New Zealand’s local government says it is hearing more and more stories from council members feeling unsafe because of their line of work.
Auckland Councilor Josephine Bartley from the Maungakiekie-Tāmaki ward was verbally abused at a vaccination center over the weekend.
He visited Pasefika Family Health Group in Panmure on Sunday after a man broke his store window with, according to police, personal health problems.
Bartley said she had finished dropping off some food and talking to staff when, back in her car, three men approached her, calling her “scum” and also threatened to wreck her car.
“I’m not easily moved because you know, I’ve heard people unhappy with me before, but never like this,” he said.
You have been advised not to attend events alone and to stop using your car because, like many elected representatives, it has your picture and your name on it.
“That puts me at even more risk, so just to be very careful … I will continue, but I will not use my car, but I will continue.”
Auckland Mayor Phil Goff said there should be zero tolerance for such behavior.
“Threatening the councilwoman who is doing everything possible to try to protect as many people as possible in her community … that is not just shameful behavior, it is criminal behavior.”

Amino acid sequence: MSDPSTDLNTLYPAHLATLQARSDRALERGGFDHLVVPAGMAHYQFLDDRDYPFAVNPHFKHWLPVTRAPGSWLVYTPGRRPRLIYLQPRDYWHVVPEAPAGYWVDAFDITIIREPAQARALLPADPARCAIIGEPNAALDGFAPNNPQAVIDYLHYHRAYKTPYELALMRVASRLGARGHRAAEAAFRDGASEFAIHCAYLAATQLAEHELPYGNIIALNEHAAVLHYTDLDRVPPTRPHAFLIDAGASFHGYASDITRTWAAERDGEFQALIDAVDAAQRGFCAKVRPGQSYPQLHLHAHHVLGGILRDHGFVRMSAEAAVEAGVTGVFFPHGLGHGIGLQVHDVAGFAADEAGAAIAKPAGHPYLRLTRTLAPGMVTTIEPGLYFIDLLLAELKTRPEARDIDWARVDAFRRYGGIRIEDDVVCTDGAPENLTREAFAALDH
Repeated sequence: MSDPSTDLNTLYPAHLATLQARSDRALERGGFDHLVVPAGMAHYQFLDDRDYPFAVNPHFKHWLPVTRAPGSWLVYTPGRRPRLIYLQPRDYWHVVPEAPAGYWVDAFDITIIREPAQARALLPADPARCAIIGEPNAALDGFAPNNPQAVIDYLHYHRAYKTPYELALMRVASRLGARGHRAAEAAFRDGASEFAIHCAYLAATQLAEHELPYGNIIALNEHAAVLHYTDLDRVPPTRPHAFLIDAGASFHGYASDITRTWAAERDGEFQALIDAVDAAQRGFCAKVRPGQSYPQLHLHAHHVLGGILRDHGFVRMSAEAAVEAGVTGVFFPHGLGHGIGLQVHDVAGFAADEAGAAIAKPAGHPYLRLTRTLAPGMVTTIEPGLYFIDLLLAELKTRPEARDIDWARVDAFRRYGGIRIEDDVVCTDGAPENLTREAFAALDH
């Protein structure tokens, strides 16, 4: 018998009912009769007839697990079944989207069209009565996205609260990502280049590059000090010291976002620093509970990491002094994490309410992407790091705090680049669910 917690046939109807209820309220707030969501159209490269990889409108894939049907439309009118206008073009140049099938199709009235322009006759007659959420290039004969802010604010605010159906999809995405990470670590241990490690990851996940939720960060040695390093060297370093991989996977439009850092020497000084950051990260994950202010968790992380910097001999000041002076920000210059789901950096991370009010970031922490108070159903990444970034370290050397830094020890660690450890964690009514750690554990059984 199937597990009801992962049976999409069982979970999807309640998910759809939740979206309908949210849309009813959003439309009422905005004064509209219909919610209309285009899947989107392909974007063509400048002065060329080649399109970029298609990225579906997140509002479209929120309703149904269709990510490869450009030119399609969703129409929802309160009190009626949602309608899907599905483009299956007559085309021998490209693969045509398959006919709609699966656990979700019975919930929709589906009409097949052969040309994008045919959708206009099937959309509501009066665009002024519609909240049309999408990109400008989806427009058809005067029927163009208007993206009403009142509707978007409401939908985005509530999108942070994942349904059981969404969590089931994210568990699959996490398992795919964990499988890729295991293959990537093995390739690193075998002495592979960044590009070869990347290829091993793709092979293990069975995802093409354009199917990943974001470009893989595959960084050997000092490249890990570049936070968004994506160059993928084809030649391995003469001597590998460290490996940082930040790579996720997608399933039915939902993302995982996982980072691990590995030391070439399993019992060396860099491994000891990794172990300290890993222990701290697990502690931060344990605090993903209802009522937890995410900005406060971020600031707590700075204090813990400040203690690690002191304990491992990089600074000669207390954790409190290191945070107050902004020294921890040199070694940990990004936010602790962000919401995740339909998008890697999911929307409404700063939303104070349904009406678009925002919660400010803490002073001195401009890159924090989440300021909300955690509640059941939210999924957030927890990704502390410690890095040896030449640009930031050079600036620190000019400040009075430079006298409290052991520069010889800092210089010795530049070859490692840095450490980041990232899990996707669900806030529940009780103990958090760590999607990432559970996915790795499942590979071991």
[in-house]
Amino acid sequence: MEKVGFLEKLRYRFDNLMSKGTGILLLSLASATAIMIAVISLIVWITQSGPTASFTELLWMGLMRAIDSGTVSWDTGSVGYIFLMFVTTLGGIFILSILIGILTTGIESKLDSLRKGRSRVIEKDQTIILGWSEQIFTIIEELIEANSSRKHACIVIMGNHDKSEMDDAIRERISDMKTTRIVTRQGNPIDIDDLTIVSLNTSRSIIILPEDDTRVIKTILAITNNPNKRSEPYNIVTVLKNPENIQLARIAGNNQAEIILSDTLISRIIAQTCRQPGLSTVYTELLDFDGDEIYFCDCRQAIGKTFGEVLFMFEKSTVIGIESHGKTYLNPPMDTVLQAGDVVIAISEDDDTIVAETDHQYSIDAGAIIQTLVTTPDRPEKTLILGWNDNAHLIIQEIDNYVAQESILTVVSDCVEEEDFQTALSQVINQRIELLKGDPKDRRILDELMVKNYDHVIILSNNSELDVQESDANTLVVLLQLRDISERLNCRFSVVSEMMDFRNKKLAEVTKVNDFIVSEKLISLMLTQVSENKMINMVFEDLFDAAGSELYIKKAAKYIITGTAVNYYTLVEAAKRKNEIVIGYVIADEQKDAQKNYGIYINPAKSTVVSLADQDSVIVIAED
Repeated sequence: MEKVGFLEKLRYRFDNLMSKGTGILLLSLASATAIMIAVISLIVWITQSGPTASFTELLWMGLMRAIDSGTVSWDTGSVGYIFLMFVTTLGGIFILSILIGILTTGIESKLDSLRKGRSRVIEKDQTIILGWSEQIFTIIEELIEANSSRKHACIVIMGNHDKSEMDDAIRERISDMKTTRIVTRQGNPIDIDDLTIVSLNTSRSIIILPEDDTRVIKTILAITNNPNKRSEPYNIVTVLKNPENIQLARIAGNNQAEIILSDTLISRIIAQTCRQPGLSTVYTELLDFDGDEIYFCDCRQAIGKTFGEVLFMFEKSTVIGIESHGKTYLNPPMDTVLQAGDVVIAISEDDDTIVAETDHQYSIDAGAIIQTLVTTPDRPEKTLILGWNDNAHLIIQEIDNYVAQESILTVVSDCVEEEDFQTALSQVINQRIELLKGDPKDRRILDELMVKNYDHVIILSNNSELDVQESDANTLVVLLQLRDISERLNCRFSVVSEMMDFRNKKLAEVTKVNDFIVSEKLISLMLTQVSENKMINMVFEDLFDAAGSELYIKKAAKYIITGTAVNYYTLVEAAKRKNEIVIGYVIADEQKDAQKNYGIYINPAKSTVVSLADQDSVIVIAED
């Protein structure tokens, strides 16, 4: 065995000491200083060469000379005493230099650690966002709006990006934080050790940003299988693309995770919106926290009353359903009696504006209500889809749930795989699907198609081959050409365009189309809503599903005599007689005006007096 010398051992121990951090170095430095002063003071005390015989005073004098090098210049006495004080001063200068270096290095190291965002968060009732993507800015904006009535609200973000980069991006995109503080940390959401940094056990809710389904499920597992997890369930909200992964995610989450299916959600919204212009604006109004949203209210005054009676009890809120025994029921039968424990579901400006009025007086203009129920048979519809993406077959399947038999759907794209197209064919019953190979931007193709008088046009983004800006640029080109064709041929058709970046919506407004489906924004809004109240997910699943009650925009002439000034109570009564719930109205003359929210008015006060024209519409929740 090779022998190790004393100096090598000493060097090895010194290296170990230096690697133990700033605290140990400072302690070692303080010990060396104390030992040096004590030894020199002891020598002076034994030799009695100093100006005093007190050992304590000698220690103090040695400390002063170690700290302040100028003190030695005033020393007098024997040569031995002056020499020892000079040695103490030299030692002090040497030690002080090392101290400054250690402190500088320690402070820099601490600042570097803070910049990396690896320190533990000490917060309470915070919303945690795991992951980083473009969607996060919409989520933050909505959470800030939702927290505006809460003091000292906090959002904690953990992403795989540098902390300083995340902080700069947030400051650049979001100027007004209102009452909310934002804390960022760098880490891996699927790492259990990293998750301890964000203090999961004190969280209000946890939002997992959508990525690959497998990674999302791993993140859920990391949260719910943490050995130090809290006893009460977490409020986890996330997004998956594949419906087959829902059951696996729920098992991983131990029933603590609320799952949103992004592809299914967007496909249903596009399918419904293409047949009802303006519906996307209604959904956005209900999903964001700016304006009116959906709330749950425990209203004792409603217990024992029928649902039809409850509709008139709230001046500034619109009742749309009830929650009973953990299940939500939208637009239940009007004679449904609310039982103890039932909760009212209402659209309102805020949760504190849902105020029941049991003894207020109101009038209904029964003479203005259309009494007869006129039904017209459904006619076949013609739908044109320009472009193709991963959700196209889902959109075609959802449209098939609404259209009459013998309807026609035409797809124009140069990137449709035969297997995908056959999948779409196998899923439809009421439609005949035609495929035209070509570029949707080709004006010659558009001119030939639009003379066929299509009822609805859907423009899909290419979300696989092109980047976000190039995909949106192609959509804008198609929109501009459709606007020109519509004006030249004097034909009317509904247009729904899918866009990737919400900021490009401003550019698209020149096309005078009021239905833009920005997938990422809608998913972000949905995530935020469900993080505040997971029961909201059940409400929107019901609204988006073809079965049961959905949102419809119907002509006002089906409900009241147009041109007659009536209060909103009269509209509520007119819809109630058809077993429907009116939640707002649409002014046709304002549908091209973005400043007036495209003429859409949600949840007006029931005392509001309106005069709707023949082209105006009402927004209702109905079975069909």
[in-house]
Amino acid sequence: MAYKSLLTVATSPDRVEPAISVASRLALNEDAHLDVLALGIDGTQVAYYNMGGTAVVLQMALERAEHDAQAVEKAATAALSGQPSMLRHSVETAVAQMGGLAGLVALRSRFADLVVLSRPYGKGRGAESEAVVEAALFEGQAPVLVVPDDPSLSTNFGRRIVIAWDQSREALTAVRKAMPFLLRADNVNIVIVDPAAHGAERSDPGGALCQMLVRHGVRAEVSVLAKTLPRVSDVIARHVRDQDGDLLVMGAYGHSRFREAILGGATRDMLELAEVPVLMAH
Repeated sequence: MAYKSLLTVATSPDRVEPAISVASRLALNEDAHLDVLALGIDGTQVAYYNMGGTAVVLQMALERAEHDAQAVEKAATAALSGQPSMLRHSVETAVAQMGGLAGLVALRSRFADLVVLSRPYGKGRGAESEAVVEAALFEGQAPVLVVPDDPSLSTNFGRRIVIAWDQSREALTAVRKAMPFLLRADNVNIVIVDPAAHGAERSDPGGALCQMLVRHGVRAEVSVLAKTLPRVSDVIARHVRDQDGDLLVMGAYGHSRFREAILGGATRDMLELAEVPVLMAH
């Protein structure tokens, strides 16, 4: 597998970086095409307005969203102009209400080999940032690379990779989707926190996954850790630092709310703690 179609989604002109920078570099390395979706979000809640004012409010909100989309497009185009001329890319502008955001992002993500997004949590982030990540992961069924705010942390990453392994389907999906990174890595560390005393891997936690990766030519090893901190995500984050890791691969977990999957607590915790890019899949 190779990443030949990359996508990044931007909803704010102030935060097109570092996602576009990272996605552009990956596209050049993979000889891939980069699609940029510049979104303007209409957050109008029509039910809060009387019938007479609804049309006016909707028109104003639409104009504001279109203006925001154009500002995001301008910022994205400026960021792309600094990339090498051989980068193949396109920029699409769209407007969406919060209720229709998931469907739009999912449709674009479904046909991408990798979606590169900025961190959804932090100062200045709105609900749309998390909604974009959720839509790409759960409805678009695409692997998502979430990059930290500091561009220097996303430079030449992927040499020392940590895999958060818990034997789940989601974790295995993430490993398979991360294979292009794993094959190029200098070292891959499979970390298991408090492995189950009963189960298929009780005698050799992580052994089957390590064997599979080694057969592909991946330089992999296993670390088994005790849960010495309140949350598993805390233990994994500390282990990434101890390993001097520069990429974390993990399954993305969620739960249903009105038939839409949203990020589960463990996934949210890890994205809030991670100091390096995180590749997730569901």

Manukau neighborhood councilor Alf Filipaina said it was cowardly and that he hoped the perpetrators would be found and brought to justice.
I appreciated that people had different opinions, but this was not how they should express themselves.
“Let’s have a debate in which there is courtesy and space to listen to the opinions of others. It is not necessary to resort to violence, whether against threats or physical harm, intentional harm.”
New Zealand local government executive director Susan Freeman-Greene said Bartley had been doing an incredible job encouraging Pasifika to get vaccinated, work that saved lives.
It was a sad situation as it was part of a growing tendency to attack the person, not the problem, he said.
“Unfortunately, we are hearing more and more that our members and members of our local whānau government generally feel unsafe. They are receiving intimidation and abuse, which is a big problem.”
Freeman-Greene said local officials were dedicated and passionate and did incredible work for their community, especially during the pandemic.
Such behavior has a broader impact on civil discourse, preventing people from assuming a public role, he said.
“We are losing our ability to have honest, mature conversations about the real tough issues, and that is having some broader impacts, such as preventing people from speaking out and preventing people from advocating for these really important roles.”
Freeman-Greene said her organization was considering how to support the well-being of councilors.
Everyone has a responsibility to think about how they communicate with community leaders, council staff, elected members and councilors, he said.
Police said in a statement that they took each and every crime report seriously and would investigate accordingly.